Bode Men's Spring 2019

Men’s wear retailers had a choice to make this week: stay in New York for the men’s runway shows or jump a flight to Las Vegas for the trade shows.

As reported, both events overlap this season; an unfortunate shift in dates by Project to a week earlier forced merchants and vendors to choose between the two.

NYFW: Men’s will run Feb. 4 to 6 in New York City — the start of the larger 10-day New York Fashion Week — while Project, Liberty Fairs and Agenda will run Feb. 5 to 7 in Las Vegas.

The men’s part of the show calendar has had trouble gaining traction since it was introduced by the Council of Fashion Designers of America four years ago. Most of the marquee designers have either opted for dual-gender shows — Tom Ford, Michael Kors and John Elliott among them — or showed in Europe, such as Ralph Lauren and Thom Browne. Other men’s designers have opted out of showing in New York altogether including Billy Reid, Perry Ellis and Carlos Campos.

With some exceptions — Joseph Abboud, Todd Snyder, Robert Geller and Ovadia & Sons — the men’s-specific days on the calendar are full of little-known designer names, many of them from Asia.

That being said, high-end retailers, most of whom are based in New York, are still planning to attend the men’s shows to check out the under-the-radar brands in hopes of finding some gems.

Here, WWD talks to men’s merchants about what they’re hoping to find at the shows or the reasons they decided to skip the runway presentations this season.

 

Tom Kalenderian, executive vice president, general merchandise manager, men’s and Chelsea Passage, Barneys New York: 

Will you be attending NYFW: Men’s?

The Barneys men’s team will be attending many shows and presentations during NYFW: Men’s.

Do you find a separate men’s week to be useful or do you think it isn’t needed? 

It is difficult to put the spotlight only on what happens in New York since the topic of when to show men’s wear internationally is a somewhat fractured and chaotic picture. In New York, many American brands are absent, showing in Europe for the most part. In Europe, the men’s brands are divided between showing during their corresponding men’s fashion weeks in London, Florence, Milan and Paris, or they show outside of the men’s calendar together with the women’s shows. In spite of these difficulties, we remain committed to see as much as we can to make the best decisions for our merchandise assortment.

Which shows are you most eager to see in New York?

Our list for NYFW: Men’s is a mix of some men’s-only and dual-gender collections. I am looking forward to seeing the Prabal Gurung show, as we are launching his first men’s collection now. It will be great to see Palm Angels, Helmut Lang, Dyne, Sundae School and John Elliott. I just received an invite from the Ovadia brothers to see their exhibition in an art loft setting, which sounds very sophisticated.

Dyne Men's Spring 2019

Dyne’s spring collection was of interest to stores.  Rodin Bianca/WWD

Based on what you saw during the shows in Europe, where are the opportunities for fall in men’s in terms of categories and brands, and are you planning to add any of the New York designers if their collections are good this season?

We have our eye on quite a few new brands; one of which we are most excited to feature is the launch of Buscemi apparel.

 

Roopal Patel, senior vice president of fashion direction, Saks Fifth Avenue

Will you be attending NYFW: Men’s?

Yes, men’s fashion in New York is very important and relevant when you look at American fashion and the trends that have emerged. We look forward to it.

Do you find a separate men’s week to be useful or do you think it isn’t needed? 

Considering how New York Fashion Week has been changing, it’s very helpful and more efficient to combine the weeks for retailers and designers. A seven-day calendar would be helpful.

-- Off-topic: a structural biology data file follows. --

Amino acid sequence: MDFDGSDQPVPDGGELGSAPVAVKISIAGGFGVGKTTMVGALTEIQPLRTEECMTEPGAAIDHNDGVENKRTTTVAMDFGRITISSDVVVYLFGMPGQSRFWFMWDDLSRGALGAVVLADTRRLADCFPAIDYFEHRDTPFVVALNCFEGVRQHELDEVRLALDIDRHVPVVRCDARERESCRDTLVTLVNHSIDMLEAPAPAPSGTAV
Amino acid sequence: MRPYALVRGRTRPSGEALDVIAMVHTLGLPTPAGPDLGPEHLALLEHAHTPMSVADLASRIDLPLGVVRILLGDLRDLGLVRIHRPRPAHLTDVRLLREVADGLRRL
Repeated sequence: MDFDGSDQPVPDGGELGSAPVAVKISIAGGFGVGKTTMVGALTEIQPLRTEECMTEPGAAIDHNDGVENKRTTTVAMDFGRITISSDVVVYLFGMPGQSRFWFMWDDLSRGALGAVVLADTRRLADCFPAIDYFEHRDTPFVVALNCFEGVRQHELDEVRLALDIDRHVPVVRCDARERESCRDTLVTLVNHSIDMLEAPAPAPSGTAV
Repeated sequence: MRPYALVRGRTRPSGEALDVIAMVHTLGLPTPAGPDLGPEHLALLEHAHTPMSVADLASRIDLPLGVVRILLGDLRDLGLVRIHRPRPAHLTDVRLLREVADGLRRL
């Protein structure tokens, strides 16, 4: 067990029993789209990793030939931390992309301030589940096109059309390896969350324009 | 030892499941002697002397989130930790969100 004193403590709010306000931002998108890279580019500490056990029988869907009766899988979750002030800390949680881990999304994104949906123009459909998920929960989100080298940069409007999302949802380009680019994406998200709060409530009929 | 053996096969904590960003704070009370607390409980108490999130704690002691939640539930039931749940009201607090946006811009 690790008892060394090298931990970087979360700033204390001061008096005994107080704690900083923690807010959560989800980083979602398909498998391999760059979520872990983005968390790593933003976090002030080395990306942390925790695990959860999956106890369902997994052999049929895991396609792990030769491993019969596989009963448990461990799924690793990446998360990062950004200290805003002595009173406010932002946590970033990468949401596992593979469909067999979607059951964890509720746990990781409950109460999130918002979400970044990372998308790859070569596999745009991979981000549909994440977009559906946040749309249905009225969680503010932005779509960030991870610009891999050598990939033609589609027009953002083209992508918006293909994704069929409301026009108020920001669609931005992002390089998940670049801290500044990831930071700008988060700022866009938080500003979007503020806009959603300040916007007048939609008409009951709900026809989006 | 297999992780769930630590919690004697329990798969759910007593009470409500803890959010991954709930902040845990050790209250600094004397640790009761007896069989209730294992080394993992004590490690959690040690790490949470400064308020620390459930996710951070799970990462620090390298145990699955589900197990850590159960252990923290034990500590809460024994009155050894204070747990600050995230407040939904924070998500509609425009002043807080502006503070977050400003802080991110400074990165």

Which shows are you most eager to see in New York?

We’re always on the lookout for new brands and it’s an incredible opportunity to see new talent. We just added Fear of God and Rhude out of L.A. In New York, we’re looking forward to seeing Telfar, a CFDA/Vogue Fashion Fund winner; Dyne, who shows so much promise, and we like the theatrics of Palomo Spain. There are also some new names, especially during New York Men’s Day, so it’ll be a discovery for all of us.

Telfar RTW Spring 2019

Much of Telfar’s collection is unisex.  Courtesy Photo

Bruce Pask, men’s fashion director, Bergdorf Goodman and Neiman Marcus

Will you be attending NYFW: Men’s?

Yes. I am very much looking forward to attending NYFW: Men’s as I have every season since its inception. I know that the show roster and number of participants ebbs and flows from season to season but I do still find it valuable and have definitely seen designers and brands that we have found compelling for both Bergdorf Goodman and Neiman Marcus. I do think that Erin Hawker’s New York Men’s Day also adds to the sense of discovery necessary for these fashion weeks.

Do you find a separate men’s week to be useful or do you think it isn’t needed? 

In order to maximize the impact and effect, it is vital to coordinate the men’s market and trade shows here in New York City with NYFW: Men’s and it is unfortunate this year that they are not in sync. Also, as in Paris, showrooms can take a greater role and add an important presence to the fashion week, rounding out runway shows and presentations with various collections presented to editors and buyers.

Which shows are you most eager to see in New York?

Emily Bode is one designer, in particular, who made an immediate impact on me after her first presentation and I’m thrilled to be stocking her collection at my new B. shop at Bergdorf Goodman’s men’s store opening Feb. 4 in time for fashion week. And I am always on the lookout for others who present a fresh, exciting voice in men’s wear.

 

Justin Berkowitz, men’s fashion director, Bloomingdale’s

Will you be attending NYFW: Men’s? 

Yes, I will attend a number of shows; some during the few days dedicated to men’s wear and some dual-gender shows later in the week.

Do you find a separate men’s week to be useful or do you think it isn’t needed? 

It is probably more necessary when seeing the spring-summer collections as the timing is so removed from the women’s calendar. That said, the upcoming schedule feels less “separate” as the days meld together between men’s only and dual-gender shows.

Which shows are you most eager to see in New York?